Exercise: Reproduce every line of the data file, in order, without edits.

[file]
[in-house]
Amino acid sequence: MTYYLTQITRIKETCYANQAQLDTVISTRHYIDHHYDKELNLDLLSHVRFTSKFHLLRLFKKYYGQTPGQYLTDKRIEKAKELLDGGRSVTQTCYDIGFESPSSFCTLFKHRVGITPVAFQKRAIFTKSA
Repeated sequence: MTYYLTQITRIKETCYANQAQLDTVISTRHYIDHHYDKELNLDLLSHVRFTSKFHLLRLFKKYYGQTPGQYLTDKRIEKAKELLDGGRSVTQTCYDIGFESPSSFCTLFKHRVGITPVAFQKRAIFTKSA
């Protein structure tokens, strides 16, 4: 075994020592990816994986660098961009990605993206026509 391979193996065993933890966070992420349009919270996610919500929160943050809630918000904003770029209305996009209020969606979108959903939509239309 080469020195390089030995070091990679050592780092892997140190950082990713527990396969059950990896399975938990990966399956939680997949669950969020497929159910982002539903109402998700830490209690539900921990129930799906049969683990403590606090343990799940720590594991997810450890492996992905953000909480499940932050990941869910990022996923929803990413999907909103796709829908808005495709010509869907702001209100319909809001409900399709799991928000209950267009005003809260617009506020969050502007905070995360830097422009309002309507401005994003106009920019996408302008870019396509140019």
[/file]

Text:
[in-house]
Amino acid sequence: MTYYLTQITRIKETCYANQAQLDTVISTRHYIDHHYDKELNLDLLSHVRFTSKFHLLRLFKKYYGQTPGQYLTDKRIEKAKELLDGGRSVTQTCYDIGFESPSSFCTLFKHRVGITPVAFQKRAIFTKSA
Repeated sequence: MTYYLTQITRIKETCYANQAQLDTVISTRHYIDHHYDKELNLDLLSHVRFTSKFHLLRLFKKYYGQTPGQYLTDKRIEKAKELLDGGRSVTQTCYDIGFESPSSFCTLFKHRVGITPVAFQKRAIFTKSA
């Protein structure tokens, strides 16, 4: 075994020592990816994986660098961009990605993206026509 391979193996065993933890966070992420349009919270996610919500929160943050809630918000904003770029209305996009209020969606979108959903939509239309 080469020195390089030995070091990679050592780092892997140190950082990713527990396969059950990896399975938990990966399956939680997949669950969020497929159910982002539903109402998700830490209690539900921990129930799906049969683990403590606090343990799940720590594991997810450890492996992905953000909480499940932050990941869910990022996923929803990413999907909103796709829908808005495709010509869907702001209100319909809001409900399709799991928000209950267009005003809260617009506020969050502007905070995360830097422009309002309507401005994003106009920019996408302008870019396509140019």